Meet Brandon Sines

Brandon Sines is a painter and street artist with no formal art education. Sines grew up in Toronto, Canada, and moved to NYC in 2010, creating his iconic character, Frank Ape, that same year. Frank Apes can be found painted, wheat pasted and stickered throughout NYC and other states Sines’ visits. Frank Ape art has been purchased by people all over the world, including Japan, Germany, Bangkok. Notable collectors include Solange, who owns 4 original Franks pieces and photographer Richard Misrach who owns several original Sines paintings.  Sines continues to  work in New York City.

 

Brandon Sines’ next solo exhibition will be May 3rd 7-10pm, at Specials, a vacated bodega. 195 Ave. C at 12th St, New York.

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1) Being an artist who also uses public outdoor space to showcase your work, how do you deal with the impermanence of the artwork you put up?  Do you think that in order to be a “street artist” you need embrace this impermanence?

I’d say so.  It’s a balance that you have to weigh in your own mind.  For example, if you put something up in a busy intersection many people will see it but it will only last a short amount if time,  versus putting the same piece on a quiet street.  It will probably last longer but fewer eyes will see it.  What’s more important?  Depends on the piece I guess.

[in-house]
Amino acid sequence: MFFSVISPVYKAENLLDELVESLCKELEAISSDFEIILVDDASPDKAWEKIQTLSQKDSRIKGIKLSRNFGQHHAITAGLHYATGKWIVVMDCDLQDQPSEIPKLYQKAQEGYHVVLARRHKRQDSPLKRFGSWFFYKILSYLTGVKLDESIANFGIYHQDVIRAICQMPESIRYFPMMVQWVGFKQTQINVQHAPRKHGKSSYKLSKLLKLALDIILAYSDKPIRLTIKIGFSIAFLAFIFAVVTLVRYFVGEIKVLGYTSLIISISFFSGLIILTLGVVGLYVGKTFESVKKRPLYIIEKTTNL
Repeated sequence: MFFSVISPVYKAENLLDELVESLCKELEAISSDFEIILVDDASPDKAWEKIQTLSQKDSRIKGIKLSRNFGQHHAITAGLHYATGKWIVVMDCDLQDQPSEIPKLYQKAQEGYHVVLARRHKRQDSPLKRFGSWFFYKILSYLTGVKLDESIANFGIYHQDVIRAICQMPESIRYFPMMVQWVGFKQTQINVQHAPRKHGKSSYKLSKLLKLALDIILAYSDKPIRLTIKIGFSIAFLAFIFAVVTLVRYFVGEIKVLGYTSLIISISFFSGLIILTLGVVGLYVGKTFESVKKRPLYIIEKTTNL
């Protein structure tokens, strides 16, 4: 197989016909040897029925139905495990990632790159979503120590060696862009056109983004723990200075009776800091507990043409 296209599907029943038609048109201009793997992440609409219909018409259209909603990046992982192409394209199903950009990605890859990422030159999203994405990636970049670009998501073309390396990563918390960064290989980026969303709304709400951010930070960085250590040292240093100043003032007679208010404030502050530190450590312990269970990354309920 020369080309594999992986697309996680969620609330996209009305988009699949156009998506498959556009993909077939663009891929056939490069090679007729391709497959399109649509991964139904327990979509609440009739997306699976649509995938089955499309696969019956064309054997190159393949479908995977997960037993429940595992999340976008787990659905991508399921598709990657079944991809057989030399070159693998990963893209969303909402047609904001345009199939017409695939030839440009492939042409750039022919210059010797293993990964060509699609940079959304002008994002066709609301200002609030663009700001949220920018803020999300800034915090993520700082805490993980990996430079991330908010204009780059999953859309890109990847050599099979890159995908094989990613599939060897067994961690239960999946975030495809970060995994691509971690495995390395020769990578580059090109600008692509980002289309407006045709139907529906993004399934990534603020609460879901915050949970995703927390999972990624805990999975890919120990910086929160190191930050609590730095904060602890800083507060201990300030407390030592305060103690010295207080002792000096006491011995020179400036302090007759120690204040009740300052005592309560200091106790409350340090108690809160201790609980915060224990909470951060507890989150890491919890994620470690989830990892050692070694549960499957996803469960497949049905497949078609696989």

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3) Regarding street art, how do you think “repetition” could possibly replace quality? For example, do you think some artist become more obsessed with having their artwork everywhere, instead of the “meaning” or quality of their work?

Well yeah, Shepard Fairey made the whole power of repetition thing big a long time ago. Many people, including myself,  I guess you could say, are still riding that wave.  But it doesn’t matter how many times you repeat something if it sucks.  You’ll just get on people’s nerves after a while so repetition is a powerful tool but will never replace quality… I hope.
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4) What do you think happens to a piece of artwork that is taken from outside, where it is illegally put up, and put into an art gallery?

It’s pretty corny but I guess flattering for that artist.
5) In the past and present one can see different waves and styles of art as forms of communicating political, religious, and social beliefs.  If you were to view art as a form of communication, what do you think your art is saying? Do you think art needs to “say” something at all?

I think my art generally says something like, “the world’s a messed up place, let’s be sweet to each other,”  But it’s open to interpretation.  I don’t think art needs to say something specific but I personally don’t connect with things that are too abstract.

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